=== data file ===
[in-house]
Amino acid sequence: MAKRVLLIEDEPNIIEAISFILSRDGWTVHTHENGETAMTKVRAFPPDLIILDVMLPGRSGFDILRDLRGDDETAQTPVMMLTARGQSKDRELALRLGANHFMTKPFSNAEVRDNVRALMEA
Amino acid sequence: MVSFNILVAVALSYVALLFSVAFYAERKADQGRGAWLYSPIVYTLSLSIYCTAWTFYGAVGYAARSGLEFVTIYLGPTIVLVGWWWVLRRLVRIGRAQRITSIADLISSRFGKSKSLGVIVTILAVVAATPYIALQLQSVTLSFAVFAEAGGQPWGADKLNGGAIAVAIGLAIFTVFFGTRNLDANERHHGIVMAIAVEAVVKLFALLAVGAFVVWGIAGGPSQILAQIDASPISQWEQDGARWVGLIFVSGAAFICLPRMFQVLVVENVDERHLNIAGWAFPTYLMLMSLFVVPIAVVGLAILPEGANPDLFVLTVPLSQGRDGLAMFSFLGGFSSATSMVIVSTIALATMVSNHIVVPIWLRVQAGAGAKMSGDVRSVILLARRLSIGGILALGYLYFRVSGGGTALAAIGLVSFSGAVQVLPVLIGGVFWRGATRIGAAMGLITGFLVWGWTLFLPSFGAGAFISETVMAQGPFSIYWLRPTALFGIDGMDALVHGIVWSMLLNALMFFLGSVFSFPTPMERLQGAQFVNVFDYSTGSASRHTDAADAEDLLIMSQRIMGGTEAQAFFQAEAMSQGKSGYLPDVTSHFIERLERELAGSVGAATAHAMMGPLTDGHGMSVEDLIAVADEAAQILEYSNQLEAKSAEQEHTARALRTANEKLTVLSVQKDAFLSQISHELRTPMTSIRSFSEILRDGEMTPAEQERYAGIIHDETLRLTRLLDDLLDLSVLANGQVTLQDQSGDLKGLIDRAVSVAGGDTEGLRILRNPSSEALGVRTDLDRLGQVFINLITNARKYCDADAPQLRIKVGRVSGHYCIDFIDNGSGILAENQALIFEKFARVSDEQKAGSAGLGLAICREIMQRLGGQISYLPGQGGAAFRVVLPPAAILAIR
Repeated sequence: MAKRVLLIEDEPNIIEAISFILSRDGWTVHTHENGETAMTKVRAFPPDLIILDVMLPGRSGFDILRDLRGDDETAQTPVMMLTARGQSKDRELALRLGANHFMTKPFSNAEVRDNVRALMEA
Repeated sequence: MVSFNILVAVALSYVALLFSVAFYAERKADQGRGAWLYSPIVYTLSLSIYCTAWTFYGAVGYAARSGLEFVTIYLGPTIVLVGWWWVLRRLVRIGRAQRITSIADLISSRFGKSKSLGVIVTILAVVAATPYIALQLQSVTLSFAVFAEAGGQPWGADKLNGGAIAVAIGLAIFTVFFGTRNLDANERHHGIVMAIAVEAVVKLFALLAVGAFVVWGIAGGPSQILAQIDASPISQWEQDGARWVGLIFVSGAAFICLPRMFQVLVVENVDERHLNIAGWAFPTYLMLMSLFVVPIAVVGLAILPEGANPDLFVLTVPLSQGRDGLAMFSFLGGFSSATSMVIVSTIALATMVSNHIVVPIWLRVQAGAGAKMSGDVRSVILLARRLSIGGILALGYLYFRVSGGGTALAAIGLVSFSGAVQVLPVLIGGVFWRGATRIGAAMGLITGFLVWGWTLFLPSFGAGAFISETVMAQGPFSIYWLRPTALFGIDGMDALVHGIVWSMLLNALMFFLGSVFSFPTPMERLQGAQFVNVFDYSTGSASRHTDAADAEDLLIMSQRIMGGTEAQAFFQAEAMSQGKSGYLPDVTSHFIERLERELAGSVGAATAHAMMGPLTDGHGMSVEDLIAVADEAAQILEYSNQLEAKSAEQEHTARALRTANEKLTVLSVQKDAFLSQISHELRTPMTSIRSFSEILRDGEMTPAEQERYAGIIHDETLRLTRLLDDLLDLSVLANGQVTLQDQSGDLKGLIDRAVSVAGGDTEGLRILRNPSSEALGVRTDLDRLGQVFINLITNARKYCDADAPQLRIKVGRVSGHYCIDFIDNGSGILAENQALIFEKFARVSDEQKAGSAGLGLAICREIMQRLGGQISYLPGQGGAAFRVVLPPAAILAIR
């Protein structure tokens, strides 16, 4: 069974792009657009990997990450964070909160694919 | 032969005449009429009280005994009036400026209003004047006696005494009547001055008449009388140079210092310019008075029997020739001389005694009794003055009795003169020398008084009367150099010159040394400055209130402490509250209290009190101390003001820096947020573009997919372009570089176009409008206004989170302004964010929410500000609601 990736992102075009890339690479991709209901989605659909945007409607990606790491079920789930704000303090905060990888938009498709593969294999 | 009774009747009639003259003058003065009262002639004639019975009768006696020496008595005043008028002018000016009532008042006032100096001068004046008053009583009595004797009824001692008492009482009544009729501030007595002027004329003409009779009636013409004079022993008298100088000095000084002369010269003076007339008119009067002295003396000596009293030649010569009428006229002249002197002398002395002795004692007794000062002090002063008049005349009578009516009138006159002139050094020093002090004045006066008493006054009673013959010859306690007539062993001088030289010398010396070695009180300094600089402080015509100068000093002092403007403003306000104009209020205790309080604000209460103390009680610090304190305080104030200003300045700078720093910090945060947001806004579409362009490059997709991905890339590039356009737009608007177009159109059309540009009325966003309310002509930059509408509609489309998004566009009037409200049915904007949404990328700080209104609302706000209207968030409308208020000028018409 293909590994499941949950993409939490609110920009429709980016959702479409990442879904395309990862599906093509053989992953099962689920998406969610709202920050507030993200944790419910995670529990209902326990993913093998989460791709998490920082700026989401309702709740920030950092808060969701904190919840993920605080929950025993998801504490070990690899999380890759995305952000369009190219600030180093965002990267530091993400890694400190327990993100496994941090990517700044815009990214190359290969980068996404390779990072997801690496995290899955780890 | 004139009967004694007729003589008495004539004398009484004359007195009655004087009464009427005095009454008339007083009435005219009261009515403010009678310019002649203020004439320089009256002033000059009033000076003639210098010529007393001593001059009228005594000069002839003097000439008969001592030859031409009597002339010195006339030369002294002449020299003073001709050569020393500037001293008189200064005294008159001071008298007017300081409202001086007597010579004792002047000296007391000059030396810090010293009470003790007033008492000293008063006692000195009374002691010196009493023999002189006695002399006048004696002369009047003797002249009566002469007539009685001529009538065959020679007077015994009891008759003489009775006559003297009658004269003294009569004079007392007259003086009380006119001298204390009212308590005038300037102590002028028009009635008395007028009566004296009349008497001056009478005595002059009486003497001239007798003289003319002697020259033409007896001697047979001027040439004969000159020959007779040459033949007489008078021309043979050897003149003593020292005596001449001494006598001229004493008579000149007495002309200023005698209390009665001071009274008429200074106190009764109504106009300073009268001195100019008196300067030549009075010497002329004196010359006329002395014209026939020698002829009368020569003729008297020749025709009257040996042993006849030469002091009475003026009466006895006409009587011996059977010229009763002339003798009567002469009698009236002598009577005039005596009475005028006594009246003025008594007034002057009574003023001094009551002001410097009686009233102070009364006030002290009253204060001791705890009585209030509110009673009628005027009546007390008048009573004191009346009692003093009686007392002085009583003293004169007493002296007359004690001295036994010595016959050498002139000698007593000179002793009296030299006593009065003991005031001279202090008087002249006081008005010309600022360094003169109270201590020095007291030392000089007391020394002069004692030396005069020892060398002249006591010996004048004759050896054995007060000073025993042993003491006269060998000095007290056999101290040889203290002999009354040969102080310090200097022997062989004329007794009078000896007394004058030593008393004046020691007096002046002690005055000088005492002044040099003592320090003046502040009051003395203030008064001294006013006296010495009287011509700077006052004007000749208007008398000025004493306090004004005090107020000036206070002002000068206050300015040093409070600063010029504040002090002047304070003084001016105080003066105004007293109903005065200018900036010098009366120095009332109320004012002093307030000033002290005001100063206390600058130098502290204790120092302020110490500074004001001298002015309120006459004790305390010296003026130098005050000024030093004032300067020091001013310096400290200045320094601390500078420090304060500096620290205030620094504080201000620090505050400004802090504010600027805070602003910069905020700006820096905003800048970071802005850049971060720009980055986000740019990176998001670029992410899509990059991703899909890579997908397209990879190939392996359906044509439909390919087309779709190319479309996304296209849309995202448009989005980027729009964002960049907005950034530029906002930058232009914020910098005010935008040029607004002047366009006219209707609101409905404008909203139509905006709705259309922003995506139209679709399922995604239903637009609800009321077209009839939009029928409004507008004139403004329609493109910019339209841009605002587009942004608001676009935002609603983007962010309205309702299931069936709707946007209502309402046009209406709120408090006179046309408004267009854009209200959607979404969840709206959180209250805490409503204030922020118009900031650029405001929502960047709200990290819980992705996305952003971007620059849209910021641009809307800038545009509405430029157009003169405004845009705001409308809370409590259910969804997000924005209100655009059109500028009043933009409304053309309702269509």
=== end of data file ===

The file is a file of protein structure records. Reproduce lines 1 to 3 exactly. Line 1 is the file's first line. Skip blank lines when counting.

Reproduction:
[in-house]
Amino acid sequence: MAKRVLLIEDEPNIIEAISFILSRDGWTVHTHENGETAMTKVRAFPPDLIILDVMLPGRSGFDILRDLRGDDETAQTPVMMLTARGQSKDRELALRLGANHFMTKPFSNAEVRDNVRALMEA
Amino acid sequence: MVSFNILVAVALSYVALLFSVAFYAERKADQGRGAWLYSPIVYTLSLSIYCTAWTFYGAVGYAARSGLEFVTIYLGPTIVLVGWWWVLRRLVRIGRAQRITSIADLISSRFGKSKSLGVIVTILAVVAATPYIALQLQSVTLSFAVFAEAGGQPWGADKLNGGAIAVAIGLAIFTVFFGTRNLDANERHHGIVMAIAVEAVVKLFALLAVGAFVVWGIAGGPSQILAQIDASPISQWEQDGARWVGLIFVSGAAFICLPRMFQVLVVENVDERHLNIAGWAFPTYLMLMSLFVVPIAVVGLAILPEGANPDLFVLTVPLSQGRDGLAMFSFLGGFSSATSMVIVSTIALATMVSNHIVVPIWLRVQAGAGAKMSGDVRSVILLARRLSIGGILALGYLYFRVSGGGTALAAIGLVSFSGAVQVLPVLIGGVFWRGATRIGAAMGLITGFLVWGWTLFLPSFGAGAFISETVMAQGPFSIYWLRPTALFGIDGMDALVHGIVWSMLLNALMFFLGSVFSFPTPMERLQGAQFVNVFDYSTGSASRHTDAADAEDLLIMSQRIMGGTEAQAFFQAEAMSQGKSGYLPDVTSHFIERLERELAGSVGAATAHAMMGPLTDGHGMSVEDLIAVADEAAQILEYSNQLEAKSAEQEHTARALRTANEKLTVLSVQKDAFLSQISHELRTPMTSIRSFSEILRDGEMTPAEQERYAGIIHDETLRLTRLLDDLLDLSVLANGQVTLQDQSGDLKGLIDRAVSVAGGDTEGLRILRNPSSEALGVRTDLDRLGQVFINLITNARKYCDADAPQLRIKVGRVSGHYCIDFIDNGSGILAENQALIFEKFARVSDEQKAGSAGLGLAICREIMQRLGGQISYLPGQGGAAFRVVLPPAAILAIR